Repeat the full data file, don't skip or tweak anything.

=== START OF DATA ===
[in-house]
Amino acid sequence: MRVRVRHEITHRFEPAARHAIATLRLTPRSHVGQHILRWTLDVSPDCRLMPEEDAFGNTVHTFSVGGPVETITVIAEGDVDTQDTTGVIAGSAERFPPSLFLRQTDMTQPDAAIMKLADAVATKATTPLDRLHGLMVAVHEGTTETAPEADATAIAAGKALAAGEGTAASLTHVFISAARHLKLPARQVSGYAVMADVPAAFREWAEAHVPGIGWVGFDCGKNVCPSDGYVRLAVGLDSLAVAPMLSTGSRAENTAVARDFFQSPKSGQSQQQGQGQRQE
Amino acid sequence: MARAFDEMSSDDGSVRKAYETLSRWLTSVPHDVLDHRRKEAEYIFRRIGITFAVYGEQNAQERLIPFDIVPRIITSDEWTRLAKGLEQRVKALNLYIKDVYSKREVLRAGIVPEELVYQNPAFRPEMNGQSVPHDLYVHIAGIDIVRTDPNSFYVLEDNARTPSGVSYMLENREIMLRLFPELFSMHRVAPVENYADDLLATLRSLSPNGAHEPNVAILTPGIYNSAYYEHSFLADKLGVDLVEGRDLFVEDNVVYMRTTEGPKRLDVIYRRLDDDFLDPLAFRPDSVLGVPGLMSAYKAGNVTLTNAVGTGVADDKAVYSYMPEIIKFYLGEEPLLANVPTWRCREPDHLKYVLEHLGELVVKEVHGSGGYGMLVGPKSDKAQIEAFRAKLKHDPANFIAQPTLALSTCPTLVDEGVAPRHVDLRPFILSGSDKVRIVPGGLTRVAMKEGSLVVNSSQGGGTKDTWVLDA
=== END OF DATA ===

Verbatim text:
[in-house]
Amino acid sequence: MRVRVRHEITHRFEPAARHAIATLRLTPRSHVGQHILRWTLDVSPDCRLMPEEDAFGNTVHTFSVGGPVETITVIAEGDVDTQDTTGVIAGSAERFPPSLFLRQTDMTQPDAAIMKLADAVATKATTPLDRLHGLMVAVHEGTTETAPEADATAIAAGKALAAGEGTAASLTHVFISAARHLKLPARQVSGYAVMADVPAAFREWAEAHVPGIGWVGFDCGKNVCPSDGYVRLAVGLDSLAVAPMLSTGSRAENTAVARDFFQSPKSGQSQQQGQGQRQE
Amino acid sequence: MARAFDEMSSDDGSVRKAYETLSRWLTSVPHDVLDHRRKEAEYIFRRIGITFAVYGEQNAQERLIPFDIVPRIITSDEWTRLAKGLEQRVKALNLYIKDVYSKREVLRAGIVPEELVYQNPAFRPEMNGQSVPHDLYVHIAGIDIVRTDPNSFYVLEDNARTPSGVSYMLENREIMLRLFPELFSMHRVAPVENYADDLLATLRSLSPNGAHEPNVAILTPGIYNSAYYEHSFLADKLGVDLVEGRDLFVEDNVVYMRTTEGPKRLDVIYRRLDDDFLDPLAFRPDSVLGVPGLMSAYKAGNVTLTNAVGTGVADDKAVYSYMPEIIKFYLGEEPLLANVPTWRCREPDHLKYVLEHLGELVVKEVHGSGGYGMLVGPKSDKAQIEAFRAKLKHDPANFIAQPTLALSTCPTLVDEGVAPRHVDLRPFILSGSDKVRIVPGGLTRVAMKEGSLVVNSSQGGGTKDTWVLDA